Duration: 45 minutes
First broadcast: Thursday 21 October 2010

Melvyn Bragg and his guests discuss the history of logic.

Logic, the study of reasoning and argument, first became a serious area of study in the 4th century BC through the work of Aristotle. He created a formal logical system, based on a type of argument called a syllogism, which remained in use for over two thousand years.

In the nineteenth century the German philosopher and mathematician Gottlob Frege revolutionised logic, turning it into a discipline much like mathematics and capable of dealing with expressing and analysing nuanced arguments. His discoveries influenced the greatest mathematicians and philosophers of the twentieth century and considerably aided the development of the electronic computer. Today logic is a subtle system with applications in fields as diverse as mathematics, philosophy, linguistics and artificial intelligence.

A.C. Grayling
Professor of Philosophy at Birkbeck, University of London

Peter Millican
Gilbert Ryle Fellow in Philosophy at Hertford College at the University of Oxford

Rosanna Keefe
Senior Lecturer in Philosophy at the University of Sheffield.

The Cool Universe

Duration: 45 minutes
First broadcast: Thursday 06 May 2010

The Cool Universe is the name astronomers give to the matter between the stars.

These great clouds of dust and gas are not hot enough to be detected by optical telescopes.

But over the last few decades, they have increasingly become the focus of infrared telescopy.

Astronomers had long encountered dark, apparently starless patches in the night sky.

When they discovered that these were actually areas obscured by dust, they found a way to see through these vexing barriers, using infrared telescopes, to the light beyond.

However, more recently, the dust itself has become a source of fascination.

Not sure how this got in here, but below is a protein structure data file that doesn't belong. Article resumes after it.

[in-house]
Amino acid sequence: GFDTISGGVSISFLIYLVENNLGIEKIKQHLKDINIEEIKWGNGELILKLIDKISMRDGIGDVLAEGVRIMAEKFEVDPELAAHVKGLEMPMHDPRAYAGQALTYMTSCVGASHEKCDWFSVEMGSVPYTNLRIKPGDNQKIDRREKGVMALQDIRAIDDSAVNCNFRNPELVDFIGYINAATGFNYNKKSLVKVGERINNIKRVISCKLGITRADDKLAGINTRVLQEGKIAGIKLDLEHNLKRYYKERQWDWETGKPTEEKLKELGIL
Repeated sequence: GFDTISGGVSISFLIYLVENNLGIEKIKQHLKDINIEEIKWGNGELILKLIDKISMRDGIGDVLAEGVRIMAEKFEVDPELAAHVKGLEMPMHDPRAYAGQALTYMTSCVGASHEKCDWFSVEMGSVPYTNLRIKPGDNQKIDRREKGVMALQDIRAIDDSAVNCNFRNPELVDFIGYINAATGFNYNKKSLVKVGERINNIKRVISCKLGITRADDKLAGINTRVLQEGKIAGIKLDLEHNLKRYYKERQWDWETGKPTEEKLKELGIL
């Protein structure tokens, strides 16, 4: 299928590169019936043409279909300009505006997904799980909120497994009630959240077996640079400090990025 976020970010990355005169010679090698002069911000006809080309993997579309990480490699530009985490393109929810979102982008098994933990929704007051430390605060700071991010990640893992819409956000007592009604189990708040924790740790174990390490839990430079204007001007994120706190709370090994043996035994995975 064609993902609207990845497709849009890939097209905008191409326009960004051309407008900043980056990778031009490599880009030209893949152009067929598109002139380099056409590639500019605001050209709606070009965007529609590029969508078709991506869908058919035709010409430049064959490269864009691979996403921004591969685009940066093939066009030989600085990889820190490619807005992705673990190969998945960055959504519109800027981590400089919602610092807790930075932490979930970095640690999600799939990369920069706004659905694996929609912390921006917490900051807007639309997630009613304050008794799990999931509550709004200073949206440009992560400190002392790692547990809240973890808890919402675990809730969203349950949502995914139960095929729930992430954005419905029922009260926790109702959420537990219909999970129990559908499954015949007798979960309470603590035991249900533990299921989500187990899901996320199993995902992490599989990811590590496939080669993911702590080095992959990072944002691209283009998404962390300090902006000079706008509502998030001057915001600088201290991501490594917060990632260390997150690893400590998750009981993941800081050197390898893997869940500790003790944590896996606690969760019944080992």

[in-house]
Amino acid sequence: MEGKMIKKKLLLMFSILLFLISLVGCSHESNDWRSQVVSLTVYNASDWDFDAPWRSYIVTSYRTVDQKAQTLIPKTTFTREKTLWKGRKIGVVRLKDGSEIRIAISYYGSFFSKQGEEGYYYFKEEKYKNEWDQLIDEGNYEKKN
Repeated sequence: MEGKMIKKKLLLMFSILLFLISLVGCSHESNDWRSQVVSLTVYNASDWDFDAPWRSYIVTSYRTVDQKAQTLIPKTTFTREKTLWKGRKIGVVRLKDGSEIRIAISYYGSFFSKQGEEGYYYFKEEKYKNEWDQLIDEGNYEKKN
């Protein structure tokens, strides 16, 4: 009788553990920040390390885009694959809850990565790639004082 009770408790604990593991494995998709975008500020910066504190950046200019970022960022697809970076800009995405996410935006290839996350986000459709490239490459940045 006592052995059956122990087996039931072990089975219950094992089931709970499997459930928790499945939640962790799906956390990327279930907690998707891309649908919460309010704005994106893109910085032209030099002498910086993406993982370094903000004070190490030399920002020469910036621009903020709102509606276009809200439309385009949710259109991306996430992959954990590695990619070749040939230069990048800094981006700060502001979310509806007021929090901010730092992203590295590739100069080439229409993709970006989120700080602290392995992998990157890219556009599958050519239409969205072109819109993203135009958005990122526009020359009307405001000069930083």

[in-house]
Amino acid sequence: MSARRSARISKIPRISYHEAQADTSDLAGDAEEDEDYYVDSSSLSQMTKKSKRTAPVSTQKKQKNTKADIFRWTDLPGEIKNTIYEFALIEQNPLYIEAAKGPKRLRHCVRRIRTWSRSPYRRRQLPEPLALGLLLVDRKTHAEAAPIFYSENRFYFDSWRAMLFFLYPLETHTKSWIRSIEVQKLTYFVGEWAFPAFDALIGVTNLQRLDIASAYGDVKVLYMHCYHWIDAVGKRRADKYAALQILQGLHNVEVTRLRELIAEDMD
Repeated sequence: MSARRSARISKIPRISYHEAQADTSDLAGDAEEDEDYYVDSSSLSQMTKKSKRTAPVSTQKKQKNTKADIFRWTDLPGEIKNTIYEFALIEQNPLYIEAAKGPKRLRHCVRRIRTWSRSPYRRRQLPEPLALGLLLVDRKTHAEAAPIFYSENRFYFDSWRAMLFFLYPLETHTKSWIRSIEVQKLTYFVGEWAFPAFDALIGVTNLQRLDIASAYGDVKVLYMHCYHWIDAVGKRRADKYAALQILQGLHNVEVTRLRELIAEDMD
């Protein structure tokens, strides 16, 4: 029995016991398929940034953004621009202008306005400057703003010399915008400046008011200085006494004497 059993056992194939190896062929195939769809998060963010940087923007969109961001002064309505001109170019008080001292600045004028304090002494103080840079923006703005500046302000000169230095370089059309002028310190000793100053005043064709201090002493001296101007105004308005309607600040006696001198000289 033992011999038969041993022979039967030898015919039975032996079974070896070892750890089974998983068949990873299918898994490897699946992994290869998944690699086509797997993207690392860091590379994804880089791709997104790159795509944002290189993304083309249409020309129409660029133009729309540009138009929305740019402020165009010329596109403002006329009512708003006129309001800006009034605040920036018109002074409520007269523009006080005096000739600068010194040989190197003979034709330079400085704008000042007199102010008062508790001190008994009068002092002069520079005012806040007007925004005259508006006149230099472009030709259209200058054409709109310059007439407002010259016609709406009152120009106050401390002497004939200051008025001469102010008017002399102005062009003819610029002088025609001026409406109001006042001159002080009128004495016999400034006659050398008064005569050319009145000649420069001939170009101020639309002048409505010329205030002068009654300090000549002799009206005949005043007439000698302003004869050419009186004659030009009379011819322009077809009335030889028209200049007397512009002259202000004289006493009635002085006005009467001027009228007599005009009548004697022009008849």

The picture now being revealed by infrared astronomy is of a universe that is dynamic.

In this dynamic universe, matter is recycled – and so the dust and gas of the Cool Universe play a vital role.

They are the material from which the stars are created, and into which they finally disintegrate, enriching the reservoir of cool matter from which new stars will eventually be formed.

As a result of the new research, we are now beginning to see first-hand the way our planet was formed when the solar system was born.

Carolin Crawford
Member of the Institute of Astronomy, and Fellow of Emmanuel College, at the University of Cambridge

Paul Murdin
Visiting Professor of Astronomy at Liverpool John Moores University’s Astronomy Research Institute

Michael Rowan-Robinson
Professor of Astrophysics at Imperial College, London


Duration: 45 minutes
First broadcast: Thursday 24 September 2009

Melvyn Bragg discusses the epic feud between Sir Isaac Newton and Gottfried Leibniz over who invented an astonishingly powerful new mathematical tool – calculus. Both claimed to have conceived it independently, but the argument soon descended into a bitter battle over priority, plagiarism and philosophy.

Set against the backdrop of the Hanoverian succession to the English throne and the formation of the Royal Society, the fight pitted England against Europe, geometric notation against algebra. It was fundamental to the grounding of a mathematical system which is one of the keys to the modern world, allowing us to do everything from predicting the pressure building behind a dam to tracking the position of a space shuttle.

Melvyn is joined by Simon Schaffer, Professor of History of Science at the University of Cambridge and Fellow of Darwin College; Patricia Fara, Senior Tutor at Clare College, University of Cambridge; and Jackie Stedall, Departmental Lecturer in History of Mathematics at the University of Oxford.